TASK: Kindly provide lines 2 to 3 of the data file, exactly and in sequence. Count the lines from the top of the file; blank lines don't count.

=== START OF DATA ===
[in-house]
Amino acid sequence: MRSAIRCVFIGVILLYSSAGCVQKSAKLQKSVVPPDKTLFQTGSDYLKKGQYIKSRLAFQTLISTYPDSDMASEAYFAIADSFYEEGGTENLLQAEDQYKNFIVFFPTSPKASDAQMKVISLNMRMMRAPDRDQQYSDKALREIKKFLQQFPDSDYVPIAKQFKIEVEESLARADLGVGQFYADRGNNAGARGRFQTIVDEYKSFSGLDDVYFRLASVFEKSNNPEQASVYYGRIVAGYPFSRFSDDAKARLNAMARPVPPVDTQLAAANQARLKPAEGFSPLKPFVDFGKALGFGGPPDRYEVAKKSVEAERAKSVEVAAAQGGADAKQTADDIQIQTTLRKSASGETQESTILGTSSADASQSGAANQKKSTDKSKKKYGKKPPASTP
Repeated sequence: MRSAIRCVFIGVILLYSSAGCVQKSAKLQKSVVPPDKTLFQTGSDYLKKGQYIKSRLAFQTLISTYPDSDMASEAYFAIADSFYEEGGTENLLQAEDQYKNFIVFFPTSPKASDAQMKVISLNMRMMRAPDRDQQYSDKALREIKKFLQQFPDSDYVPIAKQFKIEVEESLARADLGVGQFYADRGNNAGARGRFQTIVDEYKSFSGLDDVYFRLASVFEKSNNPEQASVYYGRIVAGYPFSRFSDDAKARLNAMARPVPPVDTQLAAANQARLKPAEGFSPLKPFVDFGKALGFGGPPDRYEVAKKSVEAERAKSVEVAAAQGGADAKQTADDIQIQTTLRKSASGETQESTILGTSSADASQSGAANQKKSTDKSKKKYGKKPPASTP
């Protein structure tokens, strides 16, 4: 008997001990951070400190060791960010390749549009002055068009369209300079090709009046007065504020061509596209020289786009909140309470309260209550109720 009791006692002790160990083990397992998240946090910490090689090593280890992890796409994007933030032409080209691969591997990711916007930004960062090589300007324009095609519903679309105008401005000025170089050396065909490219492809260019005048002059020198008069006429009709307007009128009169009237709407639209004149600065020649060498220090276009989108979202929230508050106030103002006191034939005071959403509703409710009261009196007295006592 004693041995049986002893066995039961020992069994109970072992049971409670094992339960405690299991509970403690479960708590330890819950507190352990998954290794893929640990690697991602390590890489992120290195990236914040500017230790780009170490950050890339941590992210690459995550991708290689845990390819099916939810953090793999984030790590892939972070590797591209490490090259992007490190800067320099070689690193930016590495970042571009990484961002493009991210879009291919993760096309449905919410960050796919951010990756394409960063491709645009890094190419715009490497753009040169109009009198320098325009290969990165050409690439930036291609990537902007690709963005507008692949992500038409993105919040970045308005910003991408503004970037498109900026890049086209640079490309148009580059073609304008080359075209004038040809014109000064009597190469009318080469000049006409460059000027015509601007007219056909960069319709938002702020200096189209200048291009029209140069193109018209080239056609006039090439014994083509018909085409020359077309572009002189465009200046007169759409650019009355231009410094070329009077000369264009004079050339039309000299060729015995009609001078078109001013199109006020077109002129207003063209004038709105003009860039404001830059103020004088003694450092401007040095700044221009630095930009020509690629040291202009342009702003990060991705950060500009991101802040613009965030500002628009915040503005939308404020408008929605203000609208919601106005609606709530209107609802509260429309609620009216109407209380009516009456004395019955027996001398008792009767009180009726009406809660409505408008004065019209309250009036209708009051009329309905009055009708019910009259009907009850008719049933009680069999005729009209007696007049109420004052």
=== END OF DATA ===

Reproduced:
Amino acid sequence: MRSAIRCVFIGVILLYSSAGCVQKSAKLQKSVVPPDKTLFQTGSDYLKKGQYIKSRLAFQTLISTYPDSDMASEAYFAIADSFYEEGGTENLLQAEDQYKNFIVFFPTSPKASDAQMKVISLNMRMMRAPDRDQQYSDKALREIKKFLQQFPDSDYVPIAKQFKIEVEESLARADLGVGQFYADRGNNAGARGRFQTIVDEYKSFSGLDDVYFRLASVFEKSNNPEQASVYYGRIVAGYPFSRFSDDAKARLNAMARPVPPVDTQLAAANQARLKPAEGFSPLKPFVDFGKALGFGGPPDRYEVAKKSVEAERAKSVEVAAAQGGADAKQTADDIQIQTTLRKSASGETQESTILGTSSADASQSGAANQKKSTDKSKKKYGKKPPASTP
Repeated sequence: MRSAIRCVFIGVILLYSSAGCVQKSAKLQKSVVPPDKTLFQTGSDYLKKGQYIKSRLAFQTLISTYPDSDMASEAYFAIADSFYEEGGTENLLQAEDQYKNFIVFFPTSPKASDAQMKVISLNMRMMRAPDRDQQYSDKALREIKKFLQQFPDSDYVPIAKQFKIEVEESLARADLGVGQFYADRGNNAGARGRFQTIVDEYKSFSGLDDVYFRLASVFEKSNNPEQASVYYGRIVAGYPFSRFSDDAKARLNAMARPVPPVDTQLAAANQARLKPAEGFSPLKPFVDFGKALGFGGPPDRYEVAKKSVEAERAKSVEVAAAQGGADAKQTADDIQIQTTLRKSASGETQESTILGTSSADASQSGAANQKKSTDKSKKKYGKKPPASTP